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Why are nurse retention rates dropping?

There are currently 36,000 nurse vacancies in the UK. With retention rates continuing to drop, this project examines how to arrest that decline and assess the impact it's been having on patients.

A nurse having a tough time at hospital

Researchers

Research background

An increasing rate at which nurses leave the NHS has resulted in 16,000 fewer nurses in substantive posts in 2017 than there would have been had retention been maintained at 2012 levels. Consequently, there are 36,000 nurse vacancies.

Vacancy rates are unequally distributed amongst the professions, specialties and geographical regions across the country. This variation introduces inequalities to patients as some suffer more compromised care than others. However, as is the aim of this proposal, this variation can be used to detect underlying contributory factors for better or worse nurses retention within large, organisational and national datasets.

Research aims

This project is separated into two distinct but related work packages (WP1 and WP2) over four phases. WP1 combines and aligns multiple large datasets from 20 trusts across secondary care and mental health to enable the analysis of multiple variables and their effect on nurse retention, and how these variables in combination with nurse retention, subsequently effect patient outcomes.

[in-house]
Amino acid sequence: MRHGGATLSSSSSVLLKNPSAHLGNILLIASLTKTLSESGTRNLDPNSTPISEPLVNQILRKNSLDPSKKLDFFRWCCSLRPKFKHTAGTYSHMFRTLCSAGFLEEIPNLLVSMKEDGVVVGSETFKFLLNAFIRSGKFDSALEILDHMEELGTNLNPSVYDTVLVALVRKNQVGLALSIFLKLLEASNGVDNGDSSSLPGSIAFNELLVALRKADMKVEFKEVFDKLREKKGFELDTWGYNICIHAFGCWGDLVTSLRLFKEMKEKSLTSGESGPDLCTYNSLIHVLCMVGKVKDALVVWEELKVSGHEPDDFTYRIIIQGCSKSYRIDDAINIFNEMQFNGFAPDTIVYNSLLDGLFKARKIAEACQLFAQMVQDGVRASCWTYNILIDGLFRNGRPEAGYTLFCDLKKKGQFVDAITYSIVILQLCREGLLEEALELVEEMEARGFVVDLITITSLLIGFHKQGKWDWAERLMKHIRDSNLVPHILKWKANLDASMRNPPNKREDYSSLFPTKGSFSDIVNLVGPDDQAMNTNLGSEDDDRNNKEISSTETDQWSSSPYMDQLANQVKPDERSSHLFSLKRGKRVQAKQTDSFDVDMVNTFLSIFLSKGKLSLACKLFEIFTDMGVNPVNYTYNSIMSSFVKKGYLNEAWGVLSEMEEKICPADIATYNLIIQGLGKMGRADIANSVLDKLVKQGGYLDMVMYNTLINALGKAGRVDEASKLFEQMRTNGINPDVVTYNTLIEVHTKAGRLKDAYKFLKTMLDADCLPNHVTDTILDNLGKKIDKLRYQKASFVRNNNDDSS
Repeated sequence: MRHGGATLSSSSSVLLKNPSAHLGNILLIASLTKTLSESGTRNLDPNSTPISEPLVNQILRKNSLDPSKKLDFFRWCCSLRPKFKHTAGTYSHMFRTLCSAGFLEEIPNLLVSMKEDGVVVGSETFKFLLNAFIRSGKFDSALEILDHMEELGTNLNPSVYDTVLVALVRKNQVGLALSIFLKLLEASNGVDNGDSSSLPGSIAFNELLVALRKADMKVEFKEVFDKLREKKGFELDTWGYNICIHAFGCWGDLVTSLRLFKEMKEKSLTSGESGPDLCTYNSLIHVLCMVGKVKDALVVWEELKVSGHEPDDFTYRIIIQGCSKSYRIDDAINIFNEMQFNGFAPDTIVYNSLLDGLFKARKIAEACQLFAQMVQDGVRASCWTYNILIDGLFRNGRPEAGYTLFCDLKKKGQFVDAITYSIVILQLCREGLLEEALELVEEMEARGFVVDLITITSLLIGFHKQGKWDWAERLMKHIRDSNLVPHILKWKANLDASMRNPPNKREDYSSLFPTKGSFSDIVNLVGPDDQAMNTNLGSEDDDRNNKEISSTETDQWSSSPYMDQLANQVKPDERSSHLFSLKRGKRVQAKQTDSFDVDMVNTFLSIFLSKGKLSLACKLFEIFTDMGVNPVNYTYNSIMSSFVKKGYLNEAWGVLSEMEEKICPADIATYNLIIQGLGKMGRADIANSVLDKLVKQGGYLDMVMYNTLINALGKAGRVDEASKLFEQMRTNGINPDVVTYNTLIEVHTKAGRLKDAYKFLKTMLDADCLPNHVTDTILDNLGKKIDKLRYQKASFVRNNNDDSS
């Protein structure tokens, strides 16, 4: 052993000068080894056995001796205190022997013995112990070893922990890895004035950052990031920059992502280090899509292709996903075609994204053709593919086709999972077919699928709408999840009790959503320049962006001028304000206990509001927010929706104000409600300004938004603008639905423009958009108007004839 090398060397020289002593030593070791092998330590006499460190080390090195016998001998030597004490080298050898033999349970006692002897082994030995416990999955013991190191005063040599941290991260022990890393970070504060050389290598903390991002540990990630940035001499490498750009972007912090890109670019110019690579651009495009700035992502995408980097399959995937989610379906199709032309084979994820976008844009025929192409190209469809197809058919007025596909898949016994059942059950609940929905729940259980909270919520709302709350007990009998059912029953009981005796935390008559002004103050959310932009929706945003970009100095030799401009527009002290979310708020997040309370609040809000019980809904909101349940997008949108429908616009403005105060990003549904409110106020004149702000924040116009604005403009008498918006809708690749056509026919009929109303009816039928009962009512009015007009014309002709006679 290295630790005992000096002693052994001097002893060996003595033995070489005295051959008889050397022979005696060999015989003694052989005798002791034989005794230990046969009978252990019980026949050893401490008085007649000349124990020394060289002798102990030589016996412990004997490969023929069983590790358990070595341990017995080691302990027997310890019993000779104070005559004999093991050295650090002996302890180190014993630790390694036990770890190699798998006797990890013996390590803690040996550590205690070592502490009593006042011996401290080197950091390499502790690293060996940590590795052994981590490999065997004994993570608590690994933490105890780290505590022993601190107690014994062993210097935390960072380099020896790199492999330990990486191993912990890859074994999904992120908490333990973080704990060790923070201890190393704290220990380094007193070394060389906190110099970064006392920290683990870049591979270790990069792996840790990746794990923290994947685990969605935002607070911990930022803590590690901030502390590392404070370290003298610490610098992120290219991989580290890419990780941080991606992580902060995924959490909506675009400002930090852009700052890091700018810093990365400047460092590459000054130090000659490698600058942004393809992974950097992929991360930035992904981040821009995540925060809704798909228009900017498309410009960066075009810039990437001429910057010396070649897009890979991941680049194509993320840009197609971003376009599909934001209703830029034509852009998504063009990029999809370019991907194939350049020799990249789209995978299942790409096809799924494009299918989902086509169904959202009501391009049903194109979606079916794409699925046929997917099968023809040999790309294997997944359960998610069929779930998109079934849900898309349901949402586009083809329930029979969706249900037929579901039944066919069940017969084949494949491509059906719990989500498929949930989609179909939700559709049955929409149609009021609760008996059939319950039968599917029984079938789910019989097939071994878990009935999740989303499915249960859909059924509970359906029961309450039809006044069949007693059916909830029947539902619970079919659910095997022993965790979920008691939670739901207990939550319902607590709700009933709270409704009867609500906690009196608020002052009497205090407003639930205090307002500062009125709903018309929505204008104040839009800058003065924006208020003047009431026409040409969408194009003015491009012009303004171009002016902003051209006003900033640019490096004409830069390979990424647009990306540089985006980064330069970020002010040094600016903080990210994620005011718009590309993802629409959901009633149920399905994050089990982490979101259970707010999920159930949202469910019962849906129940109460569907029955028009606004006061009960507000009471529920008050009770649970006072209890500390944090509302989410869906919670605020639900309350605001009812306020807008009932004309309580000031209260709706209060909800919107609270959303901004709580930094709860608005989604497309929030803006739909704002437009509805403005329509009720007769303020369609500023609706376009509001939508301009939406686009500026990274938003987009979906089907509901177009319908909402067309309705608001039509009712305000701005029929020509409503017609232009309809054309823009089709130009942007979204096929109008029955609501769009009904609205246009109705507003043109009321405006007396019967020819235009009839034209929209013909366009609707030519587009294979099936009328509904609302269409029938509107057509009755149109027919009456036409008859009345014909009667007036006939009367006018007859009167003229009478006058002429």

WP2 will design and test an infrastructure for the routine extraction, combination and analysis of these large datasets in order to enable the adoption of these techniques across the NHS upon completion of this programme of work.

Both work packages build on work previously conducted by the research team in big data analytics and unification of large datasets in both acute and mental health settings (Leary et al. 2016, Jones et al. 2018).

How will the research be carried out?

The project proposes a preparatory phase, which will enable the research team to recruit the 20 participating organisations and establish all of the necessary governance and communication infrastructure required. This infrastructure will enable seamless and timely recovery of the required datasets for analysis in the subsequent phases.

The technical phase will focus on delivering the intended outputs including the analysis stages of WP1 and the design and development of infrastructure to support the routine analysis of these datasets in the future in WP2. The evaluation phase will involve the appraisal of the outcomes of the technical phase and potentially some further testing and technical refinements.

The consolidation phase will focus on writing up and completion of the communication strategy designed during the preparatory phase to disseminate the findings and optimise opportunities for impact.

Intended outcomes

The programme will feed directly into policy, with members of the team having membership of national level working groups such as the National Workforce Retention advisory group